(CNN)The rejection was brutal. At the age of 16, Priscilla Frederick-Loomis attended a model agency casting session in New York City where she was told that she was “too heavy.”
Even now at the age of 31, those two words still play on the Olympic high jumper’s mind. Raised by a single mother in New Jersey, Loomis also toyed with the idea of becoming an actor and that’s a dream she hasn’t given up on as she has pursued her athletics career.”I’m going to use track and field as a way to make a name for myself,” Loomis, who is a two-time Pan American Games silver medalist and competed at the 2016 Olympics in Rio, tells CNN Sport from her home in the US. She represented Antigua and Barbuda, where her father is from.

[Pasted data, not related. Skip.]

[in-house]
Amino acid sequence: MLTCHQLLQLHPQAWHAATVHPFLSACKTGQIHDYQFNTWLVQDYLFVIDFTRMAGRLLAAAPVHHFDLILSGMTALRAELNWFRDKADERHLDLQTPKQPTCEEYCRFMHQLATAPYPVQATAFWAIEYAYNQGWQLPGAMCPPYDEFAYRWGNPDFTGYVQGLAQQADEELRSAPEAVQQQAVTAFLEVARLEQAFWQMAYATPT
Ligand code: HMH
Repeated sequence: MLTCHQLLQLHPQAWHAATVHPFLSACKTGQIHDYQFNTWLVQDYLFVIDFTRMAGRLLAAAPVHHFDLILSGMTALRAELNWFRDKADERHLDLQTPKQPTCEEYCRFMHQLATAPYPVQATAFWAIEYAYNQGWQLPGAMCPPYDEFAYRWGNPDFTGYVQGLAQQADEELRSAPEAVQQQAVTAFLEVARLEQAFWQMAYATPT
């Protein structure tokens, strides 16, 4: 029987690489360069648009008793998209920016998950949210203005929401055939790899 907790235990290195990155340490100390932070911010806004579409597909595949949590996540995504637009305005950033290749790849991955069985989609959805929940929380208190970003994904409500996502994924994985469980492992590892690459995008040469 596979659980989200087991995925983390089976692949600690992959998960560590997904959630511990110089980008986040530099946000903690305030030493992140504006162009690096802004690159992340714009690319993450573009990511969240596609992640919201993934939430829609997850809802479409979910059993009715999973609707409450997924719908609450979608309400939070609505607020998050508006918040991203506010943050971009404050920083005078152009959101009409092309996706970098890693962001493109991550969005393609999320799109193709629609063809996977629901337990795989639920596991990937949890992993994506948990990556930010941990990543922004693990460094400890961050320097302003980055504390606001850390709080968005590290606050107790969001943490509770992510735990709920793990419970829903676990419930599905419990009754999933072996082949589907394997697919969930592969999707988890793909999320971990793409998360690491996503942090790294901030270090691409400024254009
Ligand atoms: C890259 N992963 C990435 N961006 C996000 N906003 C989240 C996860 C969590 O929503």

Pursuing a career in track and field hasn’t been easy.